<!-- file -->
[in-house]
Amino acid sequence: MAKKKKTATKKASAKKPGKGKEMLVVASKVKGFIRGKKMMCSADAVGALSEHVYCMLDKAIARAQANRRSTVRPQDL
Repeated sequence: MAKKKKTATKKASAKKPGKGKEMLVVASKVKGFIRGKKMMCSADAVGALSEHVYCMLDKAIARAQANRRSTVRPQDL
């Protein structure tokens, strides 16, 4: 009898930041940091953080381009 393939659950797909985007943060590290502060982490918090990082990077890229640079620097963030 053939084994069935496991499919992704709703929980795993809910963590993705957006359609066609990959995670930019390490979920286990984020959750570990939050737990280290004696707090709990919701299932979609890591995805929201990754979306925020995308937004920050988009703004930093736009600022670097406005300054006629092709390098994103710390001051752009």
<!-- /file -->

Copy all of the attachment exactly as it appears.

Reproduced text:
[in-house]
Amino acid sequence: MAKKKKTATKKASAKKPGKGKEMLVVASKVKGFIRGKKMMCSADAVGALSEHVYCMLDKAIARAQANRRSTVRPQDL
Repeated sequence: MAKKKKTATKKASAKKPGKGKEMLVVASKVKGFIRGKKMMCSADAVGALSEHVYCMLDKAIARAQANRRSTVRPQDL
């Protein structure tokens, strides 16, 4: 009898930041940091953080381009 393939659950797909985007943060590290502060982490918090990082990077890229640079620097963030 053939084994069935496991499919992704709703929980795993809910963590993705957006359609066609990959995670930019390490979920286990984020959750570990939050737990280290004696707090709990919701299932979609890591995805929201990754979306925020995308937004920050988009703004930093736009600022670097406005300054006629092709390098994103710390001051752009």